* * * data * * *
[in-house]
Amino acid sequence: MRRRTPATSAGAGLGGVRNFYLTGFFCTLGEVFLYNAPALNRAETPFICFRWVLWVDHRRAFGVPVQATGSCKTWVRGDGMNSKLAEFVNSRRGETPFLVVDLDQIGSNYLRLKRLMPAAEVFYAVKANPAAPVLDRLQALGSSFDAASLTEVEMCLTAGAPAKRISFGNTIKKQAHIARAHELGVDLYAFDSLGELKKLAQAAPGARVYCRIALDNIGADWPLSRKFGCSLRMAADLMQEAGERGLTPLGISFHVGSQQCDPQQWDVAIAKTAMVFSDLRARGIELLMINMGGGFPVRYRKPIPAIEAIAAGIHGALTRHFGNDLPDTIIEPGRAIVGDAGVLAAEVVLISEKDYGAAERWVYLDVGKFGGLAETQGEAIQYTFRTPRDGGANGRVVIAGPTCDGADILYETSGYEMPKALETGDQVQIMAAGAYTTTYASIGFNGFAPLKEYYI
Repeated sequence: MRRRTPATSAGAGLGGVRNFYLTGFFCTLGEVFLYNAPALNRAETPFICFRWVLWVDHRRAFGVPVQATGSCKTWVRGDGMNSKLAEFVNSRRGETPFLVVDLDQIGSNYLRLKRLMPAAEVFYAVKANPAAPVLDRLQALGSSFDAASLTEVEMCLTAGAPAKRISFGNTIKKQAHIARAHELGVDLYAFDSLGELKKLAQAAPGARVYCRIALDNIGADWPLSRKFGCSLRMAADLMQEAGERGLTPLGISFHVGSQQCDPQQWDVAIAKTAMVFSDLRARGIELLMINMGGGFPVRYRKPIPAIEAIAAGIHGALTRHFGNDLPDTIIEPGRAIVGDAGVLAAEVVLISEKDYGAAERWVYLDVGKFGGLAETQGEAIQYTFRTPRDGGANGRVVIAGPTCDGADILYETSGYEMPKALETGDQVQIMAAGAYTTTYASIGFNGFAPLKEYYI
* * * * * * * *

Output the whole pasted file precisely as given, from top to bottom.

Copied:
[in-house]
Amino acid sequence: MRRRTPATSAGAGLGGVRNFYLTGFFCTLGEVFLYNAPALNRAETPFICFRWVLWVDHRRAFGVPVQATGSCKTWVRGDGMNSKLAEFVNSRRGETPFLVVDLDQIGSNYLRLKRLMPAAEVFYAVKANPAAPVLDRLQALGSSFDAASLTEVEMCLTAGAPAKRISFGNTIKKQAHIARAHELGVDLYAFDSLGELKKLAQAAPGARVYCRIALDNIGADWPLSRKFGCSLRMAADLMQEAGERGLTPLGISFHVGSQQCDPQQWDVAIAKTAMVFSDLRARGIELLMINMGGGFPVRYRKPIPAIEAIAAGIHGALTRHFGNDLPDTIIEPGRAIVGDAGVLAAEVVLISEKDYGAAERWVYLDVGKFGGLAETQGEAIQYTFRTPRDGGANGRVVIAGPTCDGADILYETSGYEMPKALETGDQVQIMAAGAYTTTYASIGFNGFAPLKEYYI
Repeated sequence: MRRRTPATSAGAGLGGVRNFYLTGFFCTLGEVFLYNAPALNRAETPFICFRWVLWVDHRRAFGVPVQATGSCKTWVRGDGMNSKLAEFVNSRRGETPFLVVDLDQIGSNYLRLKRLMPAAEVFYAVKANPAAPVLDRLQALGSSFDAASLTEVEMCLTAGAPAKRISFGNTIKKQAHIARAHELGVDLYAFDSLGELKKLAQAAPGARVYCRIALDNIGADWPLSRKFGCSLRMAADLMQEAGERGLTPLGISFHVGSQQCDPQQWDVAIAKTAMVFSDLRARGIELLMINMGGGFPVRYRKPIPAIEAIAAGIHGALTRHFGNDLPDTIIEPGRAIVGDAGVLAAEVVLISEKDYGAAERWVYLDVGKFGGLAETQGEAIQYTFRTPRDGGANGRVVIAGPTCDGADILYETSGYEMPKALETGDQVQIMAAGAYTTTYASIGFNGFAPLKEYYI